"Fred Glaysher takes us on a journey to that larger dimension of responsibility where thought meets action. This is a poetry of connectedness, which asks us to bring together broken parts of our cultures (both East and West) and search for a new identity, perhaps a new world order. His finely crafted poems are accessible and have a purpose that needs to be heard. " —WPON Interview
"Equivalent to the shock of visiting a holocaust museum depicting all the world’s victims of genocide. The imagery he flashes in this gallery of atrocity, hopefully will sensitize readers to the extent that they will recognize the moral imperative of conquering the evil inherent in man." —Collages & Bricolages
"It is argued that now poets must turn to contemplating the real world and Glaysher is remarkable in his achievement of this. It is excellent poetry; his words and images hit you right in the gut. Well worth reading." —Poetry Greece
"An impressively broad survey of atrocity." —Chicago Poetry
"Frederick Glaysher prefaces his collection of poems with the declaration that 'poets must turn to viewing and contemplating the real world, where men butcher and kill, love and hate, aspire and sometimes achieve...' which is echoed throughout Into The Ruins. Presented in 5 parts, Glaysher dangles language fueled visions of reality hauntingly similar to every day news snippets that pound at us continuously via TV, radio, and print. Often gruesome and relentless, Glaysher’s images are dark and horrifying; yet, a true to life presentation of the world and possibly personal events as seen through his eyes. Into The Ruins dishes out scenes of death and destruction impressing a distinct poetic style along with a macabre rendering of the mayhem people continuously seem to inflict on one another. It weaves a refreshing presentation of language with a heart-stopping example of contemporary life." —Poetry Market Ezine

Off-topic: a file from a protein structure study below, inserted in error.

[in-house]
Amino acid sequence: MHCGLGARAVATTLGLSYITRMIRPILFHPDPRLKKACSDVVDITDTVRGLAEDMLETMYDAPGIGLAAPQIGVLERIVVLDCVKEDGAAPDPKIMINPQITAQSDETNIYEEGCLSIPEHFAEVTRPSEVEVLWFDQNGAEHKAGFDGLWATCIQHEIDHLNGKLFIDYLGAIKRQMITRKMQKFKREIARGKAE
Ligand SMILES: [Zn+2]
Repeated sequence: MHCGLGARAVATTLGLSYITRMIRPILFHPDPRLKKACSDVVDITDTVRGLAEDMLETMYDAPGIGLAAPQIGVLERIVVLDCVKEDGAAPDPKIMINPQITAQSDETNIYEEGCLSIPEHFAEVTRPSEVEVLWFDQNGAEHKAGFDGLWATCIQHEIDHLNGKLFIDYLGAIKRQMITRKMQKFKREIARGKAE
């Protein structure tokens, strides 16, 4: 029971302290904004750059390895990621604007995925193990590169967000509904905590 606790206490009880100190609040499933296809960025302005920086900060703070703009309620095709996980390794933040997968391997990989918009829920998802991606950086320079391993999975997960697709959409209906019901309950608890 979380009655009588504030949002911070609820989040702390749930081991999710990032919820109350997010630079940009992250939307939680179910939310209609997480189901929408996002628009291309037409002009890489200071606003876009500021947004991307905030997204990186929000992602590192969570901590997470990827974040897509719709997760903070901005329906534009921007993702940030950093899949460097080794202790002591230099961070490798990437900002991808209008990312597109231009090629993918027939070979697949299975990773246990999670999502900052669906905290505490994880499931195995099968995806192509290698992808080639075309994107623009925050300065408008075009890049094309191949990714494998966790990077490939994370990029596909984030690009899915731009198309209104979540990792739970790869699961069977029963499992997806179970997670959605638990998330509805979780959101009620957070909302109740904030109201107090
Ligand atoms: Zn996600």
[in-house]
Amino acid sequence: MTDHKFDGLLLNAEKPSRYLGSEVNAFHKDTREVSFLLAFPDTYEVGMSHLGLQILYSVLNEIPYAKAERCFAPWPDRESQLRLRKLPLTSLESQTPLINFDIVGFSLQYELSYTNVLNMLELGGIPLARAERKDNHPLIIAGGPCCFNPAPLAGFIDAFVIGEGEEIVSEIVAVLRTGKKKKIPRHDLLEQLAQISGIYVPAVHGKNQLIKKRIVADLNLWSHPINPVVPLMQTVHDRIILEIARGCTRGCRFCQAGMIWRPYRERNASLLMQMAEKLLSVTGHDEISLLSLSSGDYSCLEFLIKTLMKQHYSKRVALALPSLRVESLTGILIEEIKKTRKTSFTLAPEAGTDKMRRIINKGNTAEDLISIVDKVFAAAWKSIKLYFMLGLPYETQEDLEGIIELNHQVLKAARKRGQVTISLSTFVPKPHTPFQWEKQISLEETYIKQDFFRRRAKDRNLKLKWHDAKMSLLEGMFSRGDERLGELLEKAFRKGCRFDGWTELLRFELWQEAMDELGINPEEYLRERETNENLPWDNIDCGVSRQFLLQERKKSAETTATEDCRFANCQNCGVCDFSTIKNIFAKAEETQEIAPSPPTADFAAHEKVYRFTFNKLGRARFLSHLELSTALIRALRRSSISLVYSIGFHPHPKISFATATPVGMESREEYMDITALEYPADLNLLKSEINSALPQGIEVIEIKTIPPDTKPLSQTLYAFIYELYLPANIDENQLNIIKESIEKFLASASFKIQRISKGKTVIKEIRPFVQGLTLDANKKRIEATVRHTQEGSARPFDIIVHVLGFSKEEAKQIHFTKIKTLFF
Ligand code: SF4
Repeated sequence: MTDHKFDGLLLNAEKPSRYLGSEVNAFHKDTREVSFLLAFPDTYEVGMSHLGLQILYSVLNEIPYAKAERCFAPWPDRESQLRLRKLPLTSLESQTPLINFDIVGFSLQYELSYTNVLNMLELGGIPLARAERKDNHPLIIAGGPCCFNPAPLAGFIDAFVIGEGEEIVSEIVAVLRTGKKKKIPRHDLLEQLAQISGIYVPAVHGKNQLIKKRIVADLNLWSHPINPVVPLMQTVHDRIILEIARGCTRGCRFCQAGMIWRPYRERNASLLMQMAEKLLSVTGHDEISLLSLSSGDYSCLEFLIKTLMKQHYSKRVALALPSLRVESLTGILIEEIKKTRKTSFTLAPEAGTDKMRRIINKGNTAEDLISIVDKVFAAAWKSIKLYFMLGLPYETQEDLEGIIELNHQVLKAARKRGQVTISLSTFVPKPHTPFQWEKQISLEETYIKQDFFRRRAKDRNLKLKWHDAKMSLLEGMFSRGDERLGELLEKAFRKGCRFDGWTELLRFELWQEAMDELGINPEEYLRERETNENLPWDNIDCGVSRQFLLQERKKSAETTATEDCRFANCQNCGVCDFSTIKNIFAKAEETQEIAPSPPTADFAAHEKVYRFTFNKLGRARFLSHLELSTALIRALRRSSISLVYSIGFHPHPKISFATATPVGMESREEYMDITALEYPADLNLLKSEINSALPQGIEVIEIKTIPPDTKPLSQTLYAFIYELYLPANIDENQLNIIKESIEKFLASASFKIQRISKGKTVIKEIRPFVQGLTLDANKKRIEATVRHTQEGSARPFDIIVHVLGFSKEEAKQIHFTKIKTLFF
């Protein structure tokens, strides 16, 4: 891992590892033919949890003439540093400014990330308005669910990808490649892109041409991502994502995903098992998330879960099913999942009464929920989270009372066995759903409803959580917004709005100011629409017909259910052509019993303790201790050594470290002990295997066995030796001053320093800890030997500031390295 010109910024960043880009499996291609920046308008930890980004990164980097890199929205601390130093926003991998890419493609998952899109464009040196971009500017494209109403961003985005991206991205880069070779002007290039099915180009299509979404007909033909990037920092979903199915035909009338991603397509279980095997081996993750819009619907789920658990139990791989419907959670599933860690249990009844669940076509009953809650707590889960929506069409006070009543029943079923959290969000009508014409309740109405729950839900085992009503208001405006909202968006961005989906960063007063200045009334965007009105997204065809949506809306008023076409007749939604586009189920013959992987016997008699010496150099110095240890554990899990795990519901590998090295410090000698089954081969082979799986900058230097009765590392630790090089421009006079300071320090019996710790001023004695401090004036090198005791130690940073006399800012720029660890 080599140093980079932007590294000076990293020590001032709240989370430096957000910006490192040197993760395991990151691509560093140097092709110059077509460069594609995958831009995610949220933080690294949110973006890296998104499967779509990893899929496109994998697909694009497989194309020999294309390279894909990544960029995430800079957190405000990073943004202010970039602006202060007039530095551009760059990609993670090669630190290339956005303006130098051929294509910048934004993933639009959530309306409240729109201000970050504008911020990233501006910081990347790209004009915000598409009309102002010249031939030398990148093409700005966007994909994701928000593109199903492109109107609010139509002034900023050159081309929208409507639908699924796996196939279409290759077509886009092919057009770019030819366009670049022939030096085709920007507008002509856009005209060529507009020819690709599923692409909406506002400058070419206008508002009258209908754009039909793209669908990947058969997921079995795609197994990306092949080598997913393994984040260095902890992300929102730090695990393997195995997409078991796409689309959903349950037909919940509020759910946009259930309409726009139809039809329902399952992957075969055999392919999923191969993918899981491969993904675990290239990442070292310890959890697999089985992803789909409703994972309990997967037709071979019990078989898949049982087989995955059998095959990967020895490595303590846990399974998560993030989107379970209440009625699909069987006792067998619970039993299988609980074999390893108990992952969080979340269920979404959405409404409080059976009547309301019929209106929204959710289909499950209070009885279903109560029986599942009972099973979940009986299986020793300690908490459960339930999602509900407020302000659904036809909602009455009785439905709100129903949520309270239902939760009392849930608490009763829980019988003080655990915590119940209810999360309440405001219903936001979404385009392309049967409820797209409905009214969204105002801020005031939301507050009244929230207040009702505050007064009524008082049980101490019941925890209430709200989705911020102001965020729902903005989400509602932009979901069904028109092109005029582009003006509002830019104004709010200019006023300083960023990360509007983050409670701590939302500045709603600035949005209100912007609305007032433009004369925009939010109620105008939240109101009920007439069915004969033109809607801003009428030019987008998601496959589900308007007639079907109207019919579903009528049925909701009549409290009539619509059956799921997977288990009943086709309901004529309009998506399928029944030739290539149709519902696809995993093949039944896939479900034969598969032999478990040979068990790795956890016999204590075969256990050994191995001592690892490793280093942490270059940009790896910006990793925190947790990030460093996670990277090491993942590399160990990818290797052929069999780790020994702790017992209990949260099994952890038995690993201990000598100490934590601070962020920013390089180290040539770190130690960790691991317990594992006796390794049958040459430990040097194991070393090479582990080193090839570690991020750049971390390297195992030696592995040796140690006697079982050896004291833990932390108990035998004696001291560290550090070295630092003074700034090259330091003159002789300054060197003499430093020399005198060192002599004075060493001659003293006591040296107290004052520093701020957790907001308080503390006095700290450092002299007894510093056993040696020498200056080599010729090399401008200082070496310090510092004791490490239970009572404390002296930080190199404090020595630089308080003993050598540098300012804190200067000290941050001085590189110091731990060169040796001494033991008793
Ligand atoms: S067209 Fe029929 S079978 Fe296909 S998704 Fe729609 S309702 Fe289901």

"Frederick Glaysher’s poetry is one of artistic energy, an articulate and penetrating voice. A poetry of lyrical passion and clear-eyed depiction." —The Midwest Book Review
The Sleep of Reason Produces Monsters 3
Midnight Visitors 4
The Pit of Darkness 5
Danse Macabre 6
Camp II 9
Gulag Wayfarers 10
Oracle Bones 11
Heartland America 12
Into the Ruins 15
Old Baltimore 20
Rodin’s Gates of Hell 21
Hibakusha Nightmare 24
Advent of the Beast 25
Raskolnikov’s Dream 26
To the New City 27
Long Journey Through Night 29
The Crowned Maitreya 30 (Chaminade Literary Review 1995)
Carnelian Blemish 32
Leader of the People 33
Chairman of the Board 36
At a Mass Grave 38
Wild Goose Pagodas 39
A Conversation on the Forum 43
Derrida in Doubt 48
The Looking-Glass 49
Elijah Lovejoy 53
Woodrow Wilson 54
Eleanor Roosevelt 55
Albert Einstein 56
Dag Hammarskjold 57
Homage to Mark Tobey 58
Elegy for Robert Hayden 59 (Empyrea 1980)
To Penelope 63
Basic Training 66 (Chaminade Literary Review 1991)
A Visit to Aunt Amy’s 67
Leaving the Old Country 68
The Dream 69
The Dark Wood 70
Chamber Music 71
...far from withdrawing further into the self and into an obfuscating use of language, poets must turn to viewing and contemplating the real world, where men butcher and kill, love and hate, aspire and sometimes achieve. For out of our experience and contemplation of the past and present, a deeper understanding of history and of what it means to be a human being is now beginning to emerge, opening the way to a new future, in a new century. W. H. Auden once wrote that radical change in artistic style is contingent on "radical change in human sensibility." The unrelenting movement of modern times toward the oneness of humankind has sufficiently been made explicit—an epic movement that allows, produces, and requires a fundamental change in sensibility.